Successful diagnosis of XDR-TB depends on the patient’s access to quality health-care services. If TB bacteria are found in the sputum, the diagnosis of TB can be made in a day or two, but this finding will not be able to distinguish between drug-susceptible and drug-resistant TB. To evaluate drug susceptibility, the bacteria need to be cultivated and tested in a suitable laboratory. Final diagnosis in this way for TB, and especially for XDR-TB, may take from 6 to 16 weeks. To reduce the time needed for diagnosis, new tools for rapid TB diagnosis are urgently needed.
The principles of treatment for MDR-TB and for XDR-TB are the same. Treatment requires extensive chemotherapy for up to two years. Second-line drugs are more toxic than the standard anti-TB regimen and can cause a range of serious side-effects including hepatitis, depression, hallucinations, and deafness. Patients are often hospitalized for long periods, in isolation. In addition, second-line drugs are extremely expensive compared with the cost of drugs for standard TB treatment.
XDR-TB is associated with a much higher mortality rate than MDR-TB, because of a reduced number of effective treatment options. Despite early fears that this strain of TB was untreatable, recent studies have shown that XDR-TB can be treated through the use of aggressive regimens. A study in the Tomsk oblast of Russia, reported that 14 out of 29 (48.3%) patients with XDR-TB successfully completed treatment.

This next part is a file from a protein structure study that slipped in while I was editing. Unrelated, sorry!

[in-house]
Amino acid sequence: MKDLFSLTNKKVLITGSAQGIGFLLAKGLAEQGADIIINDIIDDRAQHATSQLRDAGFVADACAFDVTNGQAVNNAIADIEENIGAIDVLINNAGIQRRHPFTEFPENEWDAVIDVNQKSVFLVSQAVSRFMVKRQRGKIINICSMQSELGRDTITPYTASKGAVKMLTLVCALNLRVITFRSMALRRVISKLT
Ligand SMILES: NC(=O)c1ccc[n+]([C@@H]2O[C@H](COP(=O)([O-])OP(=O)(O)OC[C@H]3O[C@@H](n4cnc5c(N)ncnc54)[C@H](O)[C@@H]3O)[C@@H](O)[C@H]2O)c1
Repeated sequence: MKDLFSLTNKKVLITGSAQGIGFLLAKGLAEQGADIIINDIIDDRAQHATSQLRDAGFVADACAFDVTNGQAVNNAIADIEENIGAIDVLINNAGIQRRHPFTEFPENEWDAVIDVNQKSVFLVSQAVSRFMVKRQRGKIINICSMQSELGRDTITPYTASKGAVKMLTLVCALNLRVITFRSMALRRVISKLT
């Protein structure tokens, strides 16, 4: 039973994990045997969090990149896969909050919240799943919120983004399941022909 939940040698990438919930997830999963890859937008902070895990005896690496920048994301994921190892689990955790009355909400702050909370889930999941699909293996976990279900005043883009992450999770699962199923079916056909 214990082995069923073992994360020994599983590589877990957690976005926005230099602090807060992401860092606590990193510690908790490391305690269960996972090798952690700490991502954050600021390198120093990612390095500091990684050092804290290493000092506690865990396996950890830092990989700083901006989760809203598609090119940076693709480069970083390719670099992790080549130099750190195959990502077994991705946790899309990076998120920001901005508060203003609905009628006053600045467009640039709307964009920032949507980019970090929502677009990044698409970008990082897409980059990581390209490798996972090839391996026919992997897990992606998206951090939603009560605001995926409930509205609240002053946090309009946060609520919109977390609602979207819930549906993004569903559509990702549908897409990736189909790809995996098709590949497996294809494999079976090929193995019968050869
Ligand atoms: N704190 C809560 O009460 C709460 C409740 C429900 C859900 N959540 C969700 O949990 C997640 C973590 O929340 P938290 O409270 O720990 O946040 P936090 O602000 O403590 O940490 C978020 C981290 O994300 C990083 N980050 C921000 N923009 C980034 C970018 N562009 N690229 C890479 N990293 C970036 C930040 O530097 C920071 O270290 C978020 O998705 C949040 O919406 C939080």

Successful outcomes depend on a number of factors including the extent of the drug resistance, the severity of the disease and whether the patient’s immune system is compromised. It also depends on access to laboratories that can provide early and accurate diagnosis so that effective treatment is provided as soon as possible. Effective treatment requires that all six classes of second-line drugs be available to clinicians who have special expertise in treating such cases.
Countries aim to prevent XDR-TB by ensuring that the work of their national TB control programmes, and of all practitioners working with people with TB, is carried out according to the International Standards for TB Care. These emphasize providing proper diagnosis and treatment to all TB patients, including those with drug-resistant TB; assuring regular, timely supplies of all anti-TB drugs; proper management of anti-TB drugs and providing support to patients to maximize adherence to prescribed regimens; caring for XDR-TB cases in a centre with proper ventilation, and minimizing contact with other patients, particularly those with HIV, especially in the early stages before treatment has had a chance to reduce the infectiousness. Also an effective disease control infrastructure is necessary for the prevention of XDR tuberculosis. Increased funding for research, and strengthened laboratory facilities are much required. Immediate detection through drug susceptibility testing's are vital, when trying to stop the spread of XDR tuberculosis.
The BCG vaccine prevents severe forms of TB in children, such as TB meningitis. It would be expected that BCG would have the same effect in preventing severe forms of TB in children, even if they were exposed to XDR-TB, but it may be less effective in preventing pulmonary TB in adults, the most common and most infectious form of TB. The effect of BCG against XDR-TB would therefore likely be very limited. New vaccines are urgently needed, and WHO and members of the Stop TB Partnership are actively working on new vaccines.
XDR-TB and HIV/AIDS